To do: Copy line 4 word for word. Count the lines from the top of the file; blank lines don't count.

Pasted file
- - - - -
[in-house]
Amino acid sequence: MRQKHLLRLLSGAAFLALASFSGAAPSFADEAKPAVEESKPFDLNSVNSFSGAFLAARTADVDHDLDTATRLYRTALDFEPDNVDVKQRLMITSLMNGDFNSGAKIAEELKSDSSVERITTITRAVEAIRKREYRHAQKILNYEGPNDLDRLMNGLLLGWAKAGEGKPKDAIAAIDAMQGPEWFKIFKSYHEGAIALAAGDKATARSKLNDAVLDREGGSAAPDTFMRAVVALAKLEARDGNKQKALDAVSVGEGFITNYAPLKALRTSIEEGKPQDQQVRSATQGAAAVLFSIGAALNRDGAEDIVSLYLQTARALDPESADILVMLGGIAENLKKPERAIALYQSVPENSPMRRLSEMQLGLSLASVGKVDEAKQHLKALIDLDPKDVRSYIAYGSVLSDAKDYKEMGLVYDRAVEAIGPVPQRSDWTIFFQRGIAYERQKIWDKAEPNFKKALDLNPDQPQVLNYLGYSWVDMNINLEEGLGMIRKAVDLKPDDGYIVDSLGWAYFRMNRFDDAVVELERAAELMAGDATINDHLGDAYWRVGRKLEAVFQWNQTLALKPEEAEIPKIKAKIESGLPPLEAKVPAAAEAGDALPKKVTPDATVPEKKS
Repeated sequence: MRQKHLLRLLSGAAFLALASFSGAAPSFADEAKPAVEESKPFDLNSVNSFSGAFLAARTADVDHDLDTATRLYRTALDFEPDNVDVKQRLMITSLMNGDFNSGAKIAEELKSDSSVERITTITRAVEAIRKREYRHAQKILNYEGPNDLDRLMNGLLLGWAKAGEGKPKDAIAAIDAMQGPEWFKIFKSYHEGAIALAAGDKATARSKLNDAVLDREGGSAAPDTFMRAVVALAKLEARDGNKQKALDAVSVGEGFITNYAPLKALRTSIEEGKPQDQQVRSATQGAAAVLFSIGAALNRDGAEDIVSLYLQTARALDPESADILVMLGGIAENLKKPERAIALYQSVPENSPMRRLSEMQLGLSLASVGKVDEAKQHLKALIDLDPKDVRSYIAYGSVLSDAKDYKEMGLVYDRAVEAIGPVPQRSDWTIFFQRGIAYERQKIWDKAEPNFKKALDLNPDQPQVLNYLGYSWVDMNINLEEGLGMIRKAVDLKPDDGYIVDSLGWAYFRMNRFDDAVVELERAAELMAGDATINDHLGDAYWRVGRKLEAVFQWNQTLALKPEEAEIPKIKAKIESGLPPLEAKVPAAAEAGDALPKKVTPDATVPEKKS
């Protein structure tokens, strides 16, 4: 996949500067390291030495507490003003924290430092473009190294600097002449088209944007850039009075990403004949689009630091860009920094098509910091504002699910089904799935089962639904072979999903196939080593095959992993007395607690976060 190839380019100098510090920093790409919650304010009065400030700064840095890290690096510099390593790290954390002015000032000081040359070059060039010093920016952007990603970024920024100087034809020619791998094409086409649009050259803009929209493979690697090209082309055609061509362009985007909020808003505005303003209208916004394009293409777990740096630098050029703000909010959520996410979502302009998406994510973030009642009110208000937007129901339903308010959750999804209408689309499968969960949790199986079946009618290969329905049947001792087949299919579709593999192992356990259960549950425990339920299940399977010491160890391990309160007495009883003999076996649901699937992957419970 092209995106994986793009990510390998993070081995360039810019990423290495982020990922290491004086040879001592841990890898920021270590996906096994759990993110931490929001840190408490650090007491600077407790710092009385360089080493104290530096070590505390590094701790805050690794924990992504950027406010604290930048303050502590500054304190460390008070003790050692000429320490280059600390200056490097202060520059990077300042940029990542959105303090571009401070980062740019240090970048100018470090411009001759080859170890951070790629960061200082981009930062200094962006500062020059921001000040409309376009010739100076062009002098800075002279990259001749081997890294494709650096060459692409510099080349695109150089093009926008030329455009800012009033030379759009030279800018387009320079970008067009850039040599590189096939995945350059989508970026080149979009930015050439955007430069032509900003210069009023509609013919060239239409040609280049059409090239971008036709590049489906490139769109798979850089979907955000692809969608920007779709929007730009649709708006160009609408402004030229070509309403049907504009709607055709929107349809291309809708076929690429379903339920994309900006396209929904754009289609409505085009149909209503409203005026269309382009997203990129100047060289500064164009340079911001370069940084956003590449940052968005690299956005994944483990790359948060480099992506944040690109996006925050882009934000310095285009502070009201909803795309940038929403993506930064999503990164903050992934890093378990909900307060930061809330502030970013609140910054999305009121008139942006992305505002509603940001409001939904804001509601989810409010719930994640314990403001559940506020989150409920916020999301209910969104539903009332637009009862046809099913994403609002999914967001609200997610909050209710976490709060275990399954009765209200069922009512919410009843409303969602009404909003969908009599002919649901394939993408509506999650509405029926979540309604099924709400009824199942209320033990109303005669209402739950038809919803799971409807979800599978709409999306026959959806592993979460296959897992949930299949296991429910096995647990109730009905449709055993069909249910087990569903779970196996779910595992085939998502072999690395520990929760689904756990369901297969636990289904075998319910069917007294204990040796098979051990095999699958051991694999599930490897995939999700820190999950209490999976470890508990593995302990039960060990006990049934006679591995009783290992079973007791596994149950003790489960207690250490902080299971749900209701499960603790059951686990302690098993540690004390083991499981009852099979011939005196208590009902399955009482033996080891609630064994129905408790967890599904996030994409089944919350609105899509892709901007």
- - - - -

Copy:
């Protein structure tokens, strides 16, 4: 996949500067390291030495507490003003924290430092473009190294600097002449088209944007850039009075990403004949689009630091860009920094098509910091504002699910089904799935089962639904072979999903196939080593095959992993007395607690976060 190839380019100098510090920093790409919650304010009065400030700064840095890290690096510099390593790290954390002015000032000081040359070059060039010093920016952007990603970024920024100087034809020619791998094409086409649009050259803009929209493979690697090209082309055609061509362009985007909020808003505005303003209208916004394009293409777990740096630098050029703000909010959520996410979502302009998406994510973030009642009110208000937007129901339903308010959750999804209408689309499968969960949790199986079946009618290969329905049947001792087949299919579709593999192992356990259960549950425990339920299940399977010491160890391990309160007495009883003999076996649901699937992957419970 092209995106994986793009990510390998993070081995360039810019990423290495982020990922290491004086040879001592841990890898920021270590996906096994759990993110931490929001840190408490650090007491600077407790710092009385360089080493104290530096070590505390590094701790805050690794924990992504950027406010604290930048303050502590500054304190460390008070003790050692000429320490280059600390200056490097202060520059990077300042940029990542959105303090571009401070980062740019240090970048100018470090411009001759080859170890951070790629960061200082981009930062200094962006500062020059921001000040409309376009010739100076062009002098800075002279990259001749081997890294494709650096060459692409510099080349695109150089093009926008030329455009800012009033030379759009030279800018387009320079970008067009850039040599590189096939995945350059989508970026080149979009930015050439955007430069032509900003210069009023509609013919060239239409040609280049059409090239971008036709590049489906490139769109798979850089979907955000692809969608920007779709929007730009649709708006160009609408402004030229070509309403049907504009709607055709929107349809291309809708076929690429379903339920994309900006396209929904754009289609409505085009149909209503409203005026269309382009997203990129100047060289500064164009340079911001370069940084956003590449940052968005690299956005994944483990790359948060480099992506944040690109996006925050882009934000310095285009502070009201909803795309940038929403993506930064999503990164903050992934890093378990909900307060930061809330502030970013609140910054999305009121008139942006992305505002509603940001409001939904804001509601989810409010719930994640314990403001559940506020989150409920916020999301209910969104539903009332637009009862046809099913994403609002999914967001609200997610909050209710976490709060275990399954009765209200069922009512919410009843409303969602009404909003969908009599002919649901394939993408509506999650509405029926979540309604099924709400009824199942209320033990109303005669209402739950038809919803799971409807979800599978709409999306026959959806592993979460296959897992949930299949296991429910096995647990109730009905449709055993069909249910087990569903779970196996779910595992085939998502072999690395520990929760689904756990369901297969636990289904075998319910069917007294204990040796098979051990095999699958051991694999599930490897995939999700820190999950209490999976470890508990593995302990039960060990006990049934006679591995009783290992079973007791596994149950003790489960207690250490902080299971749900209701499960603790059951686990302690098993540690004390083991499981009852099979011939005196208590009902399955009482033996080891609630064994129905408790967890599904996030994409089944919350609105899509892709901007």